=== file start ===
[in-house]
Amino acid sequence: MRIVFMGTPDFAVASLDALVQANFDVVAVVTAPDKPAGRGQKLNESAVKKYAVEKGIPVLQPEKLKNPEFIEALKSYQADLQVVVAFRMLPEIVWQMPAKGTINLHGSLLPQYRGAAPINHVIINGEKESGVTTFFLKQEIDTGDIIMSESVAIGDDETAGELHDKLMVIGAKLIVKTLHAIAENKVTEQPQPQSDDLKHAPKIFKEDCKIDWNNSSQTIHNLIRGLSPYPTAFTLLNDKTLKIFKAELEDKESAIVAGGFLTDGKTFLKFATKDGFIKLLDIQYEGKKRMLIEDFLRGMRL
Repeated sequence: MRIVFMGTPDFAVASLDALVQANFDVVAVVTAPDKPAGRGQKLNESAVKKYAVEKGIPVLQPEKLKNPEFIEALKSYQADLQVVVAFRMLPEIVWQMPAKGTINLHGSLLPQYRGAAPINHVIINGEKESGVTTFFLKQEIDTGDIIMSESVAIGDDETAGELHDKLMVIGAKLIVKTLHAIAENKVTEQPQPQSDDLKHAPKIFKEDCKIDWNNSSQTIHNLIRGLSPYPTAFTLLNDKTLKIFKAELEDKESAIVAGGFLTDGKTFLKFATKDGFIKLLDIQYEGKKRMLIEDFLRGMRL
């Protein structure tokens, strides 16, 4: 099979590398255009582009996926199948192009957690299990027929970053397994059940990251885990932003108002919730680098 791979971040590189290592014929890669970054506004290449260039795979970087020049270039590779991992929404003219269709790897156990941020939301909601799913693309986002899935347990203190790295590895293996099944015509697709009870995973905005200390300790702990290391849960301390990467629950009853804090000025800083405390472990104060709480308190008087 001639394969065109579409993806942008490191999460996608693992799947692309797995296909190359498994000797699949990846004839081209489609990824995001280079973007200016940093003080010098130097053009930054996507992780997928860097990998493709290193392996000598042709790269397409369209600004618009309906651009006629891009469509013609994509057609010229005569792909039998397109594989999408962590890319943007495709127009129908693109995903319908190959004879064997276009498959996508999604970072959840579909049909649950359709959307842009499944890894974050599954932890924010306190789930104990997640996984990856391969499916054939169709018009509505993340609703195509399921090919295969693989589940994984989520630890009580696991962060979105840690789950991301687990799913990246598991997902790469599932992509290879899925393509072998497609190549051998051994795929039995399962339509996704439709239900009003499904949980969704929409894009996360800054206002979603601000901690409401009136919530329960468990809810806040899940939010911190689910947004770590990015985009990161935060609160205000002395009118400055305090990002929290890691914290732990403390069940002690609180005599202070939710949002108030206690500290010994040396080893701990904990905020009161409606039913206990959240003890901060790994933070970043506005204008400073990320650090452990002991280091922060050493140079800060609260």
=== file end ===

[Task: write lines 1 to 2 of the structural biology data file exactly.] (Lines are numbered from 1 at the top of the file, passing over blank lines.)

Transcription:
[in-house]
Amino acid sequence: MRIVFMGTPDFAVASLDALVQANFDVVAVVTAPDKPAGRGQKLNESAVKKYAVEKGIPVLQPEKLKNPEFIEALKSYQADLQVVVAFRMLPEIVWQMPAKGTINLHGSLLPQYRGAAPINHVIINGEKESGVTTFFLKQEIDTGDIIMSESVAIGDDETAGELHDKLMVIGAKLIVKTLHAIAENKVTEQPQPQSDDLKHAPKIFKEDCKIDWNNSSQTIHNLIRGLSPYPTAFTLLNDKTLKIFKAELEDKESAIVAGGFLTDGKTFLKFATKDGFIKLLDIQYEGKKRMLIEDFLRGMRL